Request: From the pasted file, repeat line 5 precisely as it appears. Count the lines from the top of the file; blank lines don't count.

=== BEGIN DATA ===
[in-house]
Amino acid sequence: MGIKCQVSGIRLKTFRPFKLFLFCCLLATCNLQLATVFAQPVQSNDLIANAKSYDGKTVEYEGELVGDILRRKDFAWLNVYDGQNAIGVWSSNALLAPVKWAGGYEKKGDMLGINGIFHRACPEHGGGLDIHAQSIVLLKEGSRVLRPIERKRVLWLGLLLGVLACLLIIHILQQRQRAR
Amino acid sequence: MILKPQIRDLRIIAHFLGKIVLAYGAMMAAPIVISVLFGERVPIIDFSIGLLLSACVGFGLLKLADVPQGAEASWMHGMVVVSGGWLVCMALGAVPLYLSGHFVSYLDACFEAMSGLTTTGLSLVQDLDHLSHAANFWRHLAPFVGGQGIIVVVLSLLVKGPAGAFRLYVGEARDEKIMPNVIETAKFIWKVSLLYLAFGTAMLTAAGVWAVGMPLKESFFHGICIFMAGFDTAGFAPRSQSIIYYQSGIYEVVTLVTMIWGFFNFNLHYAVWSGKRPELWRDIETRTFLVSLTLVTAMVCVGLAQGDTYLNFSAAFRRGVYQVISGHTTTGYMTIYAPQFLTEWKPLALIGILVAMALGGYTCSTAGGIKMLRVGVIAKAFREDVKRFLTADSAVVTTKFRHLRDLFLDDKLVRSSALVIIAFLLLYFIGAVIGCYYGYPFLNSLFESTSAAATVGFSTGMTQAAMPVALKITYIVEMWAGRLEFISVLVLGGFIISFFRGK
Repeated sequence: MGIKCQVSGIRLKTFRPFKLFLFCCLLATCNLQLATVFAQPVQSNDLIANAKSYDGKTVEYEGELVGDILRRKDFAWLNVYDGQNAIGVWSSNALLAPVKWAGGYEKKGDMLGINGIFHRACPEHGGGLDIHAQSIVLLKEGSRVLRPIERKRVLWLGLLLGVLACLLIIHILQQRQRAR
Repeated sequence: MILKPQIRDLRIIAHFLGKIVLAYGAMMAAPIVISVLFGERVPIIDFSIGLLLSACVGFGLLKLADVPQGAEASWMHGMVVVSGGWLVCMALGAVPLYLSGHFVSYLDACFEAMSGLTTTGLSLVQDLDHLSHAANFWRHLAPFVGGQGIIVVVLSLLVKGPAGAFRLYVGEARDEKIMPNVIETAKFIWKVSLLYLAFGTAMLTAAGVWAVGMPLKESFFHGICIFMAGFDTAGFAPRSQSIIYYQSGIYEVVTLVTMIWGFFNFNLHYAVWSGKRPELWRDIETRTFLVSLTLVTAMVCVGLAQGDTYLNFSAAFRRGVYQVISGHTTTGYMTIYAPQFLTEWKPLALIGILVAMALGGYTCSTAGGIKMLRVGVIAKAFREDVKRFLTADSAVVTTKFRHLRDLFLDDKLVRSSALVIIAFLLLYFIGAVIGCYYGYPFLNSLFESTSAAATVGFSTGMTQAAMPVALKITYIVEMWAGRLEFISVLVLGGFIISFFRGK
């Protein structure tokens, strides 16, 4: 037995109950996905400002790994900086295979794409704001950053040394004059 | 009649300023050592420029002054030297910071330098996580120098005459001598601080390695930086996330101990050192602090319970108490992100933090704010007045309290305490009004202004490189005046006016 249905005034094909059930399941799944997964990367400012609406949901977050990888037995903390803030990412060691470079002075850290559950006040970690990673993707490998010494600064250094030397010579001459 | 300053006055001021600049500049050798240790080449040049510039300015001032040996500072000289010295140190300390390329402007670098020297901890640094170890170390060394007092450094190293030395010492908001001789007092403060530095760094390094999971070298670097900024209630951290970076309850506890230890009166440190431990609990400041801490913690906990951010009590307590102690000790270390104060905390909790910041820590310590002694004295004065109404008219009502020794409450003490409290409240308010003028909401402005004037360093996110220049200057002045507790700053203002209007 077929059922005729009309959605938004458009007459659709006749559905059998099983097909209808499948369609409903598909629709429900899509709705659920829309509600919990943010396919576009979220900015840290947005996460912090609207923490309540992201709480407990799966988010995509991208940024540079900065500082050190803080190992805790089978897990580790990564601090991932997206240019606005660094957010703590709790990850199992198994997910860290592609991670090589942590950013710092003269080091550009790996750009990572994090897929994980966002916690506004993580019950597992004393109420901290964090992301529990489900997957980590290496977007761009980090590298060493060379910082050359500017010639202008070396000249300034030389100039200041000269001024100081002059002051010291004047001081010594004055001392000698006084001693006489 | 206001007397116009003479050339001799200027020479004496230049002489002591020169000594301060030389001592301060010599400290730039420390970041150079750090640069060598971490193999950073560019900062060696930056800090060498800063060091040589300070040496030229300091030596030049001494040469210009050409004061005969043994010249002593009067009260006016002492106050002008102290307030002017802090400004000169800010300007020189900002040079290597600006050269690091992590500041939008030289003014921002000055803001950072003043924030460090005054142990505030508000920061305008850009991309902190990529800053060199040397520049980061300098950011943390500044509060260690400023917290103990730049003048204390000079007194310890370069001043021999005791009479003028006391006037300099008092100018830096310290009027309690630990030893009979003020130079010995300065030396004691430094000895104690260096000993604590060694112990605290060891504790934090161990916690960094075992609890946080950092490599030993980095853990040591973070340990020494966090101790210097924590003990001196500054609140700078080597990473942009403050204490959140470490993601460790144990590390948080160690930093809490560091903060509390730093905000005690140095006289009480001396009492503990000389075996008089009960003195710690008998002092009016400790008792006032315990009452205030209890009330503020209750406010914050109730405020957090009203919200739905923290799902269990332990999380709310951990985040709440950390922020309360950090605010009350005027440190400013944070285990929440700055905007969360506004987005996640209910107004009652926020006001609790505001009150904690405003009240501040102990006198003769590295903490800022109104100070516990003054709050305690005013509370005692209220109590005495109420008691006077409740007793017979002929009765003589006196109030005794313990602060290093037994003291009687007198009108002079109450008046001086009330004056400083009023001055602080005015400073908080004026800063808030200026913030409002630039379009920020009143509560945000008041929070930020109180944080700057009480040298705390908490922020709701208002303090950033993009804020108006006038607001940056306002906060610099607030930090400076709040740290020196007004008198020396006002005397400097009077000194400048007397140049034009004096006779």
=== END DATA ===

Repeated sequence: MILKPQIRDLRIIAHFLGKIVLAYGAMMAAPIVISVLFGERVPIIDFSIGLLLSACVGFGLLKLADVPQGAEASWMHGMVVVSGGWLVCMALGAVPLYLSGHFVSYLDACFEAMSGLTTTGLSLVQDLDHLSHAANFWRHLAPFVGGQGIIVVVLSLLVKGPAGAFRLYVGEARDEKIMPNVIETAKFIWKVSLLYLAFGTAMLTAAGVWAVGMPLKESFFHGICIFMAGFDTAGFAPRSQSIIYYQSGIYEVVTLVTMIWGFFNFNLHYAVWSGKRPELWRDIETRTFLVSLTLVTAMVCVGLAQGDTYLNFSAAFRRGVYQVISGHTTTGYMTIYAPQFLTEWKPLALIGILVAMALGGYTCSTAGGIKMLRVGVIAKAFREDVKRFLTADSAVVTTKFRHLRDLFLDDKLVRSSALVIIAFLLLYFIGAVIGCYYGYPFLNSLFESTSAAATVGFSTGMTQAAMPVALKITYIVEMWAGRLEFISVLVLGGFIISFFRGK